You can create a slide deck for free through Google Slides, and distribute it right through Google Drive or upload to SlideShare to allow for discovery.
You’ve already created the slide deck, right?
This is an opportunity to turn your free content into a product you can sell. Set up a workshop you can pitch to industry conferences and community organizations, or present online to your audience as a webinar.
Don’t worry about leaving that blog post or free e-book out there where they can get similar information. Your presentation adds value worth paying for because it gives your audience direct access to you. Let them follow up throughout the presentation with questions—they might even spark ideas for new ways to expand on the topic!
You can run a webinar online for free through YouTube Live (formerly Hangouts on Air); blogger Mary Jaksch explains how at SmartBlogger.
Almost any content you create is fodder for social media. For a simple and coherent strategy, ring as many pieces of social content out of your original piece as you can, and create a series that’ll engage readers on the topic for a while.
For example, turn a blog article into a series of posts for Facebook by pulling out the strongest nuggets and tweaking them for the platform. It’ll let you offer clear value to your Facebook followers while also promoting the article for anyone who wants to learn more.
Add something eye-catching to your social posts by creating simple graphics using a free tool like Canva, where you can save templates and develop a brand kit to standardize and streamline the process.
Video can seem like a foreign entity for writers, which often leads us to outsource video, or, in the case of a company, to have editorial and video departments working in silos. That can easily lead to wasted effort creating two distinct content strategies.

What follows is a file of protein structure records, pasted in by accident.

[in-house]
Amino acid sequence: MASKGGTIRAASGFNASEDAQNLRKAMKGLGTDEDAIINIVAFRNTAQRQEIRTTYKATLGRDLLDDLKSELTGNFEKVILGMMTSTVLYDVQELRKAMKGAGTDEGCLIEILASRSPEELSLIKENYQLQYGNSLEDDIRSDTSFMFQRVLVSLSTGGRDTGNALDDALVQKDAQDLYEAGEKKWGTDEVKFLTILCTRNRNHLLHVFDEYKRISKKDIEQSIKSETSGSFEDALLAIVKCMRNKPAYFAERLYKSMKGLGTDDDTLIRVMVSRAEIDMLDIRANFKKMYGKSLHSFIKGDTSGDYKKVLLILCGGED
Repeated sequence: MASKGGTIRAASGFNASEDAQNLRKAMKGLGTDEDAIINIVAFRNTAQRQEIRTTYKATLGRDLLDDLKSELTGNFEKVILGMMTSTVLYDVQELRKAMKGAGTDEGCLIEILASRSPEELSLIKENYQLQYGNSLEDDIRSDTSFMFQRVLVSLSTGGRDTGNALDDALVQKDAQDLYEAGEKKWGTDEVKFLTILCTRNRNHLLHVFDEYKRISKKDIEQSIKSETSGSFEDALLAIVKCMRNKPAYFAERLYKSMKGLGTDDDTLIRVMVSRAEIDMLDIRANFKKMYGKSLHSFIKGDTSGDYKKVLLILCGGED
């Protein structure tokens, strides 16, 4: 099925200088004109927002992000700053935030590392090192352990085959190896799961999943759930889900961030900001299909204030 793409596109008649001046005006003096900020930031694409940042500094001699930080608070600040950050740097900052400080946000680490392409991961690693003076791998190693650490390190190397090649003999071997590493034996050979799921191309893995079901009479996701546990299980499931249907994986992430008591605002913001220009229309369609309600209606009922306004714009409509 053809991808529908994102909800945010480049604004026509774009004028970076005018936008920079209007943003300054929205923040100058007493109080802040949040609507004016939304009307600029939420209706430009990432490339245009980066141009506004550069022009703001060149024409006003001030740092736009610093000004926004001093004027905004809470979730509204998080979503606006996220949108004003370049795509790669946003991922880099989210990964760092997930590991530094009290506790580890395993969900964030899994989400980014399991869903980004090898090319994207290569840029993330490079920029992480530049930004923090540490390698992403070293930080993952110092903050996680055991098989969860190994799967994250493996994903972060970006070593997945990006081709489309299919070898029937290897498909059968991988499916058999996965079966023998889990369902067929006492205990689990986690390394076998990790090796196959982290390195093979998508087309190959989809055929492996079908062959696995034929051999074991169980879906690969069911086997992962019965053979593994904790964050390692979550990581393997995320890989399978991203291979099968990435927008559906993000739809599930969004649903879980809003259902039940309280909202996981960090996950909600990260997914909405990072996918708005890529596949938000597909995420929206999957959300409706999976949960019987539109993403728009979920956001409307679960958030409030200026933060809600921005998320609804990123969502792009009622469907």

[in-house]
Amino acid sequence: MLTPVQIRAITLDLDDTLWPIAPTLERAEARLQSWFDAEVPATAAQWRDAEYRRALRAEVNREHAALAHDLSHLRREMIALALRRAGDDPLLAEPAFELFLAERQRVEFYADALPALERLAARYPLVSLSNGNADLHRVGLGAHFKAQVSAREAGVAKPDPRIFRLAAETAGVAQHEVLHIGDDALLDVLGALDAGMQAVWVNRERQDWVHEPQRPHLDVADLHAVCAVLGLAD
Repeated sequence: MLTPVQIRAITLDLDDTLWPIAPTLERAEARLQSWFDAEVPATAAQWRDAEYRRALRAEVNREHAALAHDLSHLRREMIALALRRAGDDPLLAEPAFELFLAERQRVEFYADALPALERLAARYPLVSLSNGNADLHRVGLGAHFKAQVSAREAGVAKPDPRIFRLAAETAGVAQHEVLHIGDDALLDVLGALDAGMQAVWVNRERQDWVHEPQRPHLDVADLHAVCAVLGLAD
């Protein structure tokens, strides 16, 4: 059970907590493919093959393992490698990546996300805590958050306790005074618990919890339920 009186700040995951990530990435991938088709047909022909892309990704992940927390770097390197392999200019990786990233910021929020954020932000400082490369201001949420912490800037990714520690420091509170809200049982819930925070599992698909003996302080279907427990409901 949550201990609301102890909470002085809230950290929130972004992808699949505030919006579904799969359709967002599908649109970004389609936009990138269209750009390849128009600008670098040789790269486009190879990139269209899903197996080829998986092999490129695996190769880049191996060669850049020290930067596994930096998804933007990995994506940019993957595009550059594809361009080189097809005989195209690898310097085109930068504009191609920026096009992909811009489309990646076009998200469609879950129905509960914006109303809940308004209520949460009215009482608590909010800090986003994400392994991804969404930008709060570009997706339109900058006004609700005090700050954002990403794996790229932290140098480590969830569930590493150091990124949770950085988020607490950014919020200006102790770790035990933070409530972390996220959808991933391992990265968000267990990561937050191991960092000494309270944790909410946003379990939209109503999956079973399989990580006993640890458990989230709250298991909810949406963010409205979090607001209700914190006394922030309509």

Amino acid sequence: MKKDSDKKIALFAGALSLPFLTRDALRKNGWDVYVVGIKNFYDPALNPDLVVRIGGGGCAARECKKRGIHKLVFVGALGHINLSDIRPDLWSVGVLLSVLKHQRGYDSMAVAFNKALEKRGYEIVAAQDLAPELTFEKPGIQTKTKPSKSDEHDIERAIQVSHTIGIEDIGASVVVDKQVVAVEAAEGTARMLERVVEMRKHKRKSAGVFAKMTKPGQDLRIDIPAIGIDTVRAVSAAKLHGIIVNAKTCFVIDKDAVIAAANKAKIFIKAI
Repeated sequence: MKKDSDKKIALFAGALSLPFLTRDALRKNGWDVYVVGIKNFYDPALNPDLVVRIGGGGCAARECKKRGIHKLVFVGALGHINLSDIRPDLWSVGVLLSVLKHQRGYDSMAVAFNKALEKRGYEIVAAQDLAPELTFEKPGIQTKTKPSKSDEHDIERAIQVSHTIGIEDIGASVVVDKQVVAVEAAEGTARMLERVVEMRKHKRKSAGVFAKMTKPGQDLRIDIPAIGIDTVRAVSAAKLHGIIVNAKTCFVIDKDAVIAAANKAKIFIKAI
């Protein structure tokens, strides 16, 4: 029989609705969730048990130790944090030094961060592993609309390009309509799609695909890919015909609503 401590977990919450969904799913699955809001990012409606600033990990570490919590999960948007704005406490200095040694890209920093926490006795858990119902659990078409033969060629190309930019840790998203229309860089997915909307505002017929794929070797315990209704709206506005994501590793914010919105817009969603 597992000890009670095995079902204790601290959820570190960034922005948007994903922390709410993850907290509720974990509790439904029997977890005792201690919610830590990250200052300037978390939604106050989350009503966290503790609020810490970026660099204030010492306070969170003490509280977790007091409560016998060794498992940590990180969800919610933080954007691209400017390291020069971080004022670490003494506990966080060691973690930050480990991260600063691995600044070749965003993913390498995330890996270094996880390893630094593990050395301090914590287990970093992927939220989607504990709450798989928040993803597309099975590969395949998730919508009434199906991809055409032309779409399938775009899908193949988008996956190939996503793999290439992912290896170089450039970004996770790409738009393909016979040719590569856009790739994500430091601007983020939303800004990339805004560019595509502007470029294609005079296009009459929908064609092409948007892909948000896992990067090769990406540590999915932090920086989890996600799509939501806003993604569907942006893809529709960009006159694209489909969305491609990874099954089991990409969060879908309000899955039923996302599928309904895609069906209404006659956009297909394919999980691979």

We need to relax. Video is just another form of content attempting to achieve the same goal as your writing: to connect with and inform your audience. You’ll save yourself a lot of effort and money if you can meld the medium into your written content strategy.
Aside from the technical steps, video creation involves the skills you have as a writer: Know your audience, distill information, tell a good story.
You can translate those from the page to video without organizing a production crew. Start with Google Slides, and use a free tool like Screencast-O-Matic to record and add audio to create a simple informational video.
So, not every idea you have makes sense for every medium. You’re probably publishing to your blog frequently or writing a lot of freelance articles, but you don’t need to put in the effort to turn them all into videos and e-courses.
To figure out what’s worth the effort, pay attention to three key qualities:
1. Stuff that floats to the surface. Which blog posts consistently bring in the highest portion of your traffic? Which topics lead to a spike in traffic anytime you post about them? That’s your audience telling you exactly what works for them. Run with it.
2. What your audience asks for. Listen to the questions your audience regularly asks. You can provide extra value and reach more people by making the answers accessible in various formats.
3. Your brand’s core purpose. What do you want your brand to be known for? This is a good place to focus your multimedia efforts so your audience knows what you’re about no matter where they find your content.
If your content creation process is linear—idea, write, publish—you could have a hard time with repurposing. Instead, I recommend Craft Your Content contributor Ali Luke’s advice for creating content in batches.
Instead of that linear process, Luke recommends you streamline by producing multiple pieces of content in batches of brainstorming, then outlining, then writing, then editing.
Brainstorming, then outlining, a bunch of ideas at once will give you a chance to see opportunities for additional formats in a way writing straight through might not. The batching process forces you to look at the bones of each idea before committing to an arrangement.
You’ll knock yourself out trying to reinvent new ideas for every piece of content you have to create for your brand. It could cost you a lot in resources and effort, and lead to a disjointed content strategy.
Instead, follow these strategies to use a single idea—and much of the same writing—to create several unique products and opportunities that’ll help you reach a variety of audiences and achieve multiple purposes.
Dana Sitar has been writing and editing for online audiences and digital media since 2011. She’s an editor at The Penny Hoarder, a columnist for Inc. and a freelancer with bylines including Slate, the New York Times and HuffPost. Her free mini ebook, How to Write Anything (Well) gives you the tools you need to understand who your readers (really) are and what it takes to share your message or story with the people who need it.